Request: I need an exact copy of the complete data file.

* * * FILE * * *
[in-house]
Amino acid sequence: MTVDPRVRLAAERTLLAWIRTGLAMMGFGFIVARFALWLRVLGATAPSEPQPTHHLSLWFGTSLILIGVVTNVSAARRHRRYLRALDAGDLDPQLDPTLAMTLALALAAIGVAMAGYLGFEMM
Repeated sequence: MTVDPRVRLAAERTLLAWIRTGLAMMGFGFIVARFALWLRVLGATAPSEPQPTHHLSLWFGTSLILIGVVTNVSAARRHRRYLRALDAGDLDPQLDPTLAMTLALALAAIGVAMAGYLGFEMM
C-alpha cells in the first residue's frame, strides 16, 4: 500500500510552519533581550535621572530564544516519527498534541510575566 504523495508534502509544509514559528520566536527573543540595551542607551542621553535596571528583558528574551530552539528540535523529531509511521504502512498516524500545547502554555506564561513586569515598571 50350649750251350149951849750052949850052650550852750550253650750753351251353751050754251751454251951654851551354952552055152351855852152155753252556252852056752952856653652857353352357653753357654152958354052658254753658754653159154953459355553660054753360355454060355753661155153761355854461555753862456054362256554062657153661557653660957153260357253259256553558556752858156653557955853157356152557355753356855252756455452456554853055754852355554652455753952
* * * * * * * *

[in-house]
Amino acid sequence: MTVDPRVRLAAERTLLAWIRTGLAMMGFGFIVARFALWLRVLGATAPSEPQPTHHLSLWFGTSLILIGVVTNVSAARRHRRYLRALDAGDLDPQLDPTLAMTLALALAAIGVAMAGYLGFEMM
Repeated sequence: MTVDPRVRLAAERTLLAWIRTGLAMMGFGFIVARFALWLRVLGATAPSEPQPTHHLSLWFGTSLILIGVVTNVSAARRHRRYLRALDAGDLDPQLDPTLAMTLALALAAIGVAMAGYLGFEMM
C-alpha cells in the first residue's frame, strides 16, 4: 500500500510552519533581550535621572530564544516519527498534541510575566 504523495508534502509544509514559528520566536527573543540595551542607551542621553535596571528583558528574551530552539528540535523529531509511521504502512498516524500545547502554555506564561513586569515598571 50350649750251350149951849750052949850052650550852750550253650750753351251353751050754251751454251951654851551354952552055152351855852152155753252556252852056752952856653652857353352357653753357654152958354052658254753658754653159154953459355553660054753360355454060355753661155153761355854461555753862456054362256554062657153661557653660957153260357253259256553558556752858156653557955853157356152557355753356855252756455452456554853055754852355554652455753952